XP64: failure or success?
There’s been some discussion recently as to whether Windows XP 64-bit Edition (XP64) has been a success or a crashing failure, with a number of commentators claiming that because so few copies have been installed it’s not living up to its promise. As a self-confessed Windows power junkie, I was girding my loins to leap to the defence of XP64 – in full-blown huff-and-puff mode – but then I quietly reminded myself that I don’t actually have a permanent XP64 installation myself. The reason for this omission is that, back when we were beta testing it, the whole experience became somewhat frustrating because we were waiting for 64-bit drivers to be delivered, and a half-working machine with essential functions such as onboard serial ATA (SATA) missing was somewhat annoying when all of your storage is on SATA. Even though there are more drivers available nowadays, I’ll confess that XP64 has just slipped from my primary focus.
However, it all came back to me with a jolt last week when I was looking up the Canon website for some drivers for a new all-in-one device, because the drivers supplied on the CD in the box were horribly buggy. Not only did I find some drivers that had been sorted out, but some 64-bit Windows versions too. If there are now 64-bit Windows drivers for all-in-one devices, the marketplace must be reaching a degree of maturity, and so 64-bit Windows should go back onto one of my test machines in a more permanent installation. Yet another resolution for the New Year.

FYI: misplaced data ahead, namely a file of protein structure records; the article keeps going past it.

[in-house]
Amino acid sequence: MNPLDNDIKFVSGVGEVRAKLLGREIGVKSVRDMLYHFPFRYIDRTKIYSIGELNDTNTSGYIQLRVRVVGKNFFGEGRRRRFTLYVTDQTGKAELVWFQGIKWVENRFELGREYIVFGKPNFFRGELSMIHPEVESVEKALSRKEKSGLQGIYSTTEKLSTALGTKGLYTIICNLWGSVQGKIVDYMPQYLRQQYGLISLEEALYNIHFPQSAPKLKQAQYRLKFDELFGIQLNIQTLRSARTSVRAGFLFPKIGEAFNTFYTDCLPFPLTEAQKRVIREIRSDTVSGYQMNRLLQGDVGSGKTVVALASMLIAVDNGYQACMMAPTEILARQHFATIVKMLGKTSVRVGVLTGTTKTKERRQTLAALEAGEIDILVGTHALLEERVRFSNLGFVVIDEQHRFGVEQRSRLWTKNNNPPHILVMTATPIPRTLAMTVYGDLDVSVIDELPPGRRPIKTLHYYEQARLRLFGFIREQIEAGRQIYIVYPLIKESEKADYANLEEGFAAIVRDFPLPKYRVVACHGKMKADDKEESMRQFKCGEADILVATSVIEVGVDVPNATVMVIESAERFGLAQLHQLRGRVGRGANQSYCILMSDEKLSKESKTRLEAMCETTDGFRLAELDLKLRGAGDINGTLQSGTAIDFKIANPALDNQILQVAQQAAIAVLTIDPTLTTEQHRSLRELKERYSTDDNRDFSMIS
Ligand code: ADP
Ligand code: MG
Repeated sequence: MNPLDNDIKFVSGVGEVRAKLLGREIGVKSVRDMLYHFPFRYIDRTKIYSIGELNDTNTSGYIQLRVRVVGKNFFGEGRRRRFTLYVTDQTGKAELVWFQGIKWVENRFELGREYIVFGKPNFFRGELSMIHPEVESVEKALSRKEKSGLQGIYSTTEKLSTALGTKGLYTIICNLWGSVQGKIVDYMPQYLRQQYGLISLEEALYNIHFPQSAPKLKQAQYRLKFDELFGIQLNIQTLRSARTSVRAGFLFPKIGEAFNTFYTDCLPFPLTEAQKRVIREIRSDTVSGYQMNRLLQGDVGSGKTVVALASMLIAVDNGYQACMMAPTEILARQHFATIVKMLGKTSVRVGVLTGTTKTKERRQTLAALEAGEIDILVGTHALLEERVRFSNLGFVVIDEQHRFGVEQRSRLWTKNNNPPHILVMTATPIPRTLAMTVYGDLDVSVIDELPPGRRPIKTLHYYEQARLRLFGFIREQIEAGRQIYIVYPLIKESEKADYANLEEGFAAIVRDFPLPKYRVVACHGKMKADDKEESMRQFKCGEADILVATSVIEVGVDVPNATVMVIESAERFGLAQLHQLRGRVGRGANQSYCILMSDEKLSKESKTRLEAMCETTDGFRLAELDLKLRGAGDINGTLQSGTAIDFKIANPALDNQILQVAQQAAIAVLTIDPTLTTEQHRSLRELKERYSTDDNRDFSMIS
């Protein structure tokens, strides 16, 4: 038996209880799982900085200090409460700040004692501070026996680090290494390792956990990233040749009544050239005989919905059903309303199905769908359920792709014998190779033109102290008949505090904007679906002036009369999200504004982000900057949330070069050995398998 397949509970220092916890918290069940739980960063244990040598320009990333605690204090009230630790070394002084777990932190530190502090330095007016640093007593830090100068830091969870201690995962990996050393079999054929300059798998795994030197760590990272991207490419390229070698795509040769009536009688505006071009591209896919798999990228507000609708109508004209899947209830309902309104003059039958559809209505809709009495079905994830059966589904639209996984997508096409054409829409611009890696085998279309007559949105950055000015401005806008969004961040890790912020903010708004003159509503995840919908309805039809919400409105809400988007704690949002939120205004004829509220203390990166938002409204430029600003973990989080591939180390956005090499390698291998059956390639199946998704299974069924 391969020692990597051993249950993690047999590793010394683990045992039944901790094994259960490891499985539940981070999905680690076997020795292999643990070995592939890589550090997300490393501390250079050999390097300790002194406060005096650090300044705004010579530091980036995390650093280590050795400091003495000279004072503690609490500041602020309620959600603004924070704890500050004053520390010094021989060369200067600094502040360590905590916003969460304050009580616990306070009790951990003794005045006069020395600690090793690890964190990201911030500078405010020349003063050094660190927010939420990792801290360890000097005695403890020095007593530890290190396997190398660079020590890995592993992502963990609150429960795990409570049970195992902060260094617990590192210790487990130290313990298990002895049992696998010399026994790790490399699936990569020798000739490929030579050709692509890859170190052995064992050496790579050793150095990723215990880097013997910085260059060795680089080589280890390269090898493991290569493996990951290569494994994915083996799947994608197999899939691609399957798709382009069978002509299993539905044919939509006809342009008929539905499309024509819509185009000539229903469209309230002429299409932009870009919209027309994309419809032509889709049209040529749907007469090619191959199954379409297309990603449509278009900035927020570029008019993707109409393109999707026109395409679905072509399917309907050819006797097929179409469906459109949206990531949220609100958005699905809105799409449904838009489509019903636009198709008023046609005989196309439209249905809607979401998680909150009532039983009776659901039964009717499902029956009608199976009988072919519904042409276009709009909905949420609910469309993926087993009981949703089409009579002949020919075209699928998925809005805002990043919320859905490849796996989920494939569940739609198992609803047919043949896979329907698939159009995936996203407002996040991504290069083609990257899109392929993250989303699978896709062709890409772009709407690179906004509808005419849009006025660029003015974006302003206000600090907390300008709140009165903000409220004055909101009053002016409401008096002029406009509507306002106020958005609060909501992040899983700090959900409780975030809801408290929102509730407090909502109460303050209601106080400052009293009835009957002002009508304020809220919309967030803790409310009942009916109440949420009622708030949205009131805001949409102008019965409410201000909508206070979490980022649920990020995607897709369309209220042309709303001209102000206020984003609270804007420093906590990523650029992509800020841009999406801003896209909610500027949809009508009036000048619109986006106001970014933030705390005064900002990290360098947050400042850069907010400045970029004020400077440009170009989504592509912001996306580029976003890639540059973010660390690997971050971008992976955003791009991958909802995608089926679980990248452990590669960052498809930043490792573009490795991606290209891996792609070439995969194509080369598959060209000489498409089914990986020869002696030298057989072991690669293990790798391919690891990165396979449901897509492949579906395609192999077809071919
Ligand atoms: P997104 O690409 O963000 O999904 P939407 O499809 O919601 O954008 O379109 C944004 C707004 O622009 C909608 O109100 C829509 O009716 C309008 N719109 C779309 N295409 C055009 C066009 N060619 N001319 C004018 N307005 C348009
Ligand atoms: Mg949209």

XP64 was never going to be a major seller, and it hasn’t so far made it to the shrinkwrapping machines to become a product in your local superstore, which hasn’t helped. Even the early bullish efforts of SUSE to extract nearly £80 from me for SUSE 9 64-bit have been toned down in later releases. Now, its 64-bit version comes in the unified 32/64-bit package, and for a lower price too.
Will 2006 be the year of 64-bit computing? Yes, of course it will, although it will start off with power users like you and me and then trickle down into the mainstream. Vendors desperately need a breathing space in which to do device driver development work, and history shows this can’t be rushed. Heck, over 15 years ago, I was debugging Windows 3 drivers for the Texas Instruments TIGA family of graphics card processors and people barely understood how to write a driver then, especially one that did complex co-processing.
Today, things are much better: the Device Driver Kit from Microsoft is more comprehensive and no longer loaded with code samples that don’t work. There are performance and capability test harnesses available too, to shake out bad code early on. Plus, there’s a wide range of third-party development houses and consultancies to help progress the work. That’s why, as I’ve been looking around the websites of major vendors over the last week, it’s becoming clear that the 64-bit Windows driver development work has mostly now been completed. This is excellent news, because it means they can now start working hard on 32-bit and 64-bit versions of drivers for the forthcoming Vista OS platform. Attempting 64-bit and Vista at the same time from a standing start would have been quite a hard row to hoe.
If you have the 64-bit hardware and easy access to XP64 or Vista, I strongly suggest you start working on that platform if at all possible. There are many vendors out there who need your feedback, and experience shows that submitting a few well-thought-out bug reports will quickly get you in contact with the development teams within almost any size of company.